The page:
Novak Djokovic is free to be detained, but there are still doubts about his participation in the Australian Open

Tennis world number one Novak Djokovic is back in training after winning a court battle against his visa cancellation, but still risks being sent off ahead of the Australian Open.

The 34-year-old tennis champion was back on the tennis court in Melbourne on Monday morning after a judge overturned a decision by the Australian Federal Government last week to cancel his visa amid a dispute over his medical exemption from Covid-19 vaccination.

Djokovic posted a picture of himself training with his team, saying: “I am happy and grateful that the referee overturned my visa cancellation. Despite all that has happened, I will stay and try to compete [in the] Australian Open. I stay focused on that. I flew here to play for one of the most important events we have in front of the amazing fans. “

“At the moment, I can say no more than THANK YOU to all of you for standing with me through all this and encouraging me to stay strong.”

But Djokovic’s participation in what will be his 21st Grand Slam is still uncertain when immigration spokesman Alex Hawke said he was considering using his broad discretion under Australian migration law to revoke his visa again. Such a move could include a three-year ban on re-entry into Australia.

“The minister is currently considering the matter and the process is still ongoing,” the spokesman said.

Djokovic’s lawyers filed court documents showing that he received a letter from Tennis Australia’s chief physician in December “stating that he had been granted a ‘medical exemption from Covid vaccination’ on the grounds that he had recently recovered from Covid “.

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But The government had maintained that no such exemption exists from its vaccine requirements recently infected to enter the country.

Judge Anthony Kelly ruled, however federal government decision was “unreasonable” and ordered his release.

A transcript released by the court detailing Djokovic’s border control interview showed that he admitted not being vaccinated, showed documents he believed allowed him to enter the country and protested when he was told his visa was being revoked. canceled.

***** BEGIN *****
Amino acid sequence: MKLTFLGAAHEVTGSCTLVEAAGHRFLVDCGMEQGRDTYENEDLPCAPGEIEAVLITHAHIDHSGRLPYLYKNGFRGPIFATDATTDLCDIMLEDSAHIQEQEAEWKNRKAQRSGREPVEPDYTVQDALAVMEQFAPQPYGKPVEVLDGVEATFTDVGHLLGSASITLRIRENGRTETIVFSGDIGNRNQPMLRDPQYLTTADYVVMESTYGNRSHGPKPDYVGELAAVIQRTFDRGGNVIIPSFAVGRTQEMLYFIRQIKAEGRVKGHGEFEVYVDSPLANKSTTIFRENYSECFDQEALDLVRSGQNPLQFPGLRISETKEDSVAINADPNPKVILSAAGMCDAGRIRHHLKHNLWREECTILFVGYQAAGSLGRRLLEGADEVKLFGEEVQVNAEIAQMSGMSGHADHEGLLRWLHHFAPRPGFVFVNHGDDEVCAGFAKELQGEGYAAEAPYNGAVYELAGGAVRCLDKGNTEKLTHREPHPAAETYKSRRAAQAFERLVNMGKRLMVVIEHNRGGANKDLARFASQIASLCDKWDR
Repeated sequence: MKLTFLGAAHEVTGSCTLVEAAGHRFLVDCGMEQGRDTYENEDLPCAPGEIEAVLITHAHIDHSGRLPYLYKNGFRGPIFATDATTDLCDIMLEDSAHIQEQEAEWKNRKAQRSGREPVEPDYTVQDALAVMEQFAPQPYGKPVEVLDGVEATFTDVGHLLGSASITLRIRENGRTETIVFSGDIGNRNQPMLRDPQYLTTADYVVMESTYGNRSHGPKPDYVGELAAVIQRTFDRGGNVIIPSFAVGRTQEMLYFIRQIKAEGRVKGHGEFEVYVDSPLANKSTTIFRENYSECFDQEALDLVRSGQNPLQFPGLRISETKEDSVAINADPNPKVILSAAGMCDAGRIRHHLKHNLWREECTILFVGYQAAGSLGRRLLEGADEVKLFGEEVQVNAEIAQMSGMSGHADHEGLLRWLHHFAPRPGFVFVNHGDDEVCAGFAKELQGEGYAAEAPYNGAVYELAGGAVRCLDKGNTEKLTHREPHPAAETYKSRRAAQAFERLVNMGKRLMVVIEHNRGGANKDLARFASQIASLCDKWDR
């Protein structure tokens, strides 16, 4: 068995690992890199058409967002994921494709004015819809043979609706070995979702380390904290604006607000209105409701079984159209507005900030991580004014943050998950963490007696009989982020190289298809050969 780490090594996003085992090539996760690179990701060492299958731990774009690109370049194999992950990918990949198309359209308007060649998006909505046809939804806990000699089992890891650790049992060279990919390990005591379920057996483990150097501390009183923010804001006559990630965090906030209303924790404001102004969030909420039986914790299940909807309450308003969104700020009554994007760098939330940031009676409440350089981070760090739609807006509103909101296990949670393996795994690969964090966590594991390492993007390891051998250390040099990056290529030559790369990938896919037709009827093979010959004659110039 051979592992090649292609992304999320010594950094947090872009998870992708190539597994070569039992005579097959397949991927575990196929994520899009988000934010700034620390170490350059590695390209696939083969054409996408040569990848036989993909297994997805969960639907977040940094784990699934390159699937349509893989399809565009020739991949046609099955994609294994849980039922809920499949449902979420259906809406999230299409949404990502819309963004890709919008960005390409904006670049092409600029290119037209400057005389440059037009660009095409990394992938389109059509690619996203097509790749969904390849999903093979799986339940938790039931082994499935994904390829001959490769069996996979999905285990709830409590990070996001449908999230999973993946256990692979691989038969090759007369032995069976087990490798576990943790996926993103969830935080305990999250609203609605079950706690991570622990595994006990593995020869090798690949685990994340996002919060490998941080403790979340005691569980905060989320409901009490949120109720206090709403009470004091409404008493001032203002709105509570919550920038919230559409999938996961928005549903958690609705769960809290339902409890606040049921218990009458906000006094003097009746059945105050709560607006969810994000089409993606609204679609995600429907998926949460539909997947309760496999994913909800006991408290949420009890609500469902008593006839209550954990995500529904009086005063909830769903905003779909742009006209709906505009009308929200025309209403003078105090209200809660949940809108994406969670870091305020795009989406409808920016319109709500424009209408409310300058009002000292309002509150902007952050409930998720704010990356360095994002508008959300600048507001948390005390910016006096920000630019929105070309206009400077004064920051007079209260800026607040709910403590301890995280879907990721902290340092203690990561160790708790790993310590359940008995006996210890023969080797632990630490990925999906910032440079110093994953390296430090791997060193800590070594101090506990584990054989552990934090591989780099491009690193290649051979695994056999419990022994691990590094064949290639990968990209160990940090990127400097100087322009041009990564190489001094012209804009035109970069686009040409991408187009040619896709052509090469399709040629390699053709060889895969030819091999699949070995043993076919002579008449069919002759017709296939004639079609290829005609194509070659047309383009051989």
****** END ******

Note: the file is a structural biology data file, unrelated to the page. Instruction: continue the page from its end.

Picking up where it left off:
On Monday, his parents Srdjan and Dijana held a press conference in the Serbian capital Belgrade, where his mother said that reversing the decision to revoke his visa was the “biggest victory” in her son’s career.

The family was “happy that justice has prevailed,” said his brother, Djordje Djokovic.

“Novak is out there to set another record. He is an athlete and the best tennis player in the world of all time,” he added. “Novak has always advocated for freedom of choice, nothing more.”

It followed chaotic scenes outside Djokovic’s lawyer’s office in Melbourne following the news that the judge had ordered his release from immigration prison.

Police used pepper spray to disperse fans after they became noisy when a car drove out of the building where a man jumped on the vehicle.

The controversy has been followed closely around the world and has created diplomatic tensions between Belgrade and Canberra and sparked heated debate over national vaccination rules.

Djokovic, who has previously expressed opposition to vaccines and refused to declare his vaccination status, was detained by the border force after widespread setbacks over being granted a medical exemption to enter a country experiencing a record number of Covid-19 infections, and where more than 91 percent of adults aged 16 and over are double-jabbed.

The scream led to Prime Minister Scott Morrison warning the player that he would be “on the next flight home” if he failed to provide genuine evidence of exemption. The Serbian government accused Canberra of ‘harassing’ the master, which Mr Morrison denied.

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